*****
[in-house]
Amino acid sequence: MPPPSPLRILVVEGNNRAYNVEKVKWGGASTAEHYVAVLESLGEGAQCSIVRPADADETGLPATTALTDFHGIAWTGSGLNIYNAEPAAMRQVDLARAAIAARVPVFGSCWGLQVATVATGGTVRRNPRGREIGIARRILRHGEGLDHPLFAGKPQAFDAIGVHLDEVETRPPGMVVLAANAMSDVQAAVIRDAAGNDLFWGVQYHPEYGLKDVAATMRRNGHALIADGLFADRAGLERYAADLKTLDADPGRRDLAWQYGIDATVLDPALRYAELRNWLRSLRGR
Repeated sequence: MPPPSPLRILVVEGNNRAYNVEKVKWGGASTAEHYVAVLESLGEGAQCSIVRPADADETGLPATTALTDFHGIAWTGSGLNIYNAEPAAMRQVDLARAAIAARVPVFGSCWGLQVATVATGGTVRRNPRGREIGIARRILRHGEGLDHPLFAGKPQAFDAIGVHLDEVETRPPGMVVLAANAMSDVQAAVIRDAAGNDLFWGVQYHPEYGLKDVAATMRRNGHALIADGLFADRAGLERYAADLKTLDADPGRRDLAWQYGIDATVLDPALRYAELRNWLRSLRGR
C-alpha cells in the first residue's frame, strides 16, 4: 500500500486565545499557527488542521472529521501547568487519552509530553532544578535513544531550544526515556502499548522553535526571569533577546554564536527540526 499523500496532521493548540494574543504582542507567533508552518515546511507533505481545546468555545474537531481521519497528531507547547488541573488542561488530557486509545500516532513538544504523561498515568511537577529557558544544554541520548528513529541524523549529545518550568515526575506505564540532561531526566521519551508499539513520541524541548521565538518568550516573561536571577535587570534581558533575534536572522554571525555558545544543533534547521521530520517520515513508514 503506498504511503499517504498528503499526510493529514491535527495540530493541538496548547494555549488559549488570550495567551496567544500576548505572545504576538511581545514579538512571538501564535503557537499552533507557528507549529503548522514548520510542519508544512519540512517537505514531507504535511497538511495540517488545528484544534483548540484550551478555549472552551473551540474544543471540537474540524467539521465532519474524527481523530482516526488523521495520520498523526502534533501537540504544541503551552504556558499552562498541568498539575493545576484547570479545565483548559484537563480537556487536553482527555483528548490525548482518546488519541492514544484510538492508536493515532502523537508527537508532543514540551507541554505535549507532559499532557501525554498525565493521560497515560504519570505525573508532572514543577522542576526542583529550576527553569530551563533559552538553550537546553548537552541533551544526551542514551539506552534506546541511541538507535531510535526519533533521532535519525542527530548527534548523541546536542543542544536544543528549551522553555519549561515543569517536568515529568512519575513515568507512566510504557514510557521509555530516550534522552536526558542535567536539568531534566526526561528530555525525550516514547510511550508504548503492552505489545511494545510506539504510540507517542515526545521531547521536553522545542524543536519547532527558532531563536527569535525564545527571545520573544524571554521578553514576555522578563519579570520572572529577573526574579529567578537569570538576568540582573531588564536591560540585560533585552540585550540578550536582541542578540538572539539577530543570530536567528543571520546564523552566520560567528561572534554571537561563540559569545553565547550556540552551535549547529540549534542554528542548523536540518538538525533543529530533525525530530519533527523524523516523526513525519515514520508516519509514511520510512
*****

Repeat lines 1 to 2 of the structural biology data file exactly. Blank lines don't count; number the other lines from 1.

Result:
[in-house]
Amino acid sequence: MPPPSPLRILVVEGNNRAYNVEKVKWGGASTAEHYVAVLESLGEGAQCSIVRPADADETGLPATTALTDFHGIAWTGSGLNIYNAEPAAMRQVDLARAAIAARVPVFGSCWGLQVATVATGGTVRRNPRGREIGIARRILRHGEGLDHPLFAGKPQAFDAIGVHLDEVETRPPGMVVLAANAMSDVQAAVIRDAAGNDLFWGVQYHPEYGLKDVAATMRRNGHALIADGLFADRAGLERYAADLKTLDADPGRRDLAWQYGIDATVLDPALRYAELRNWLRSLRGR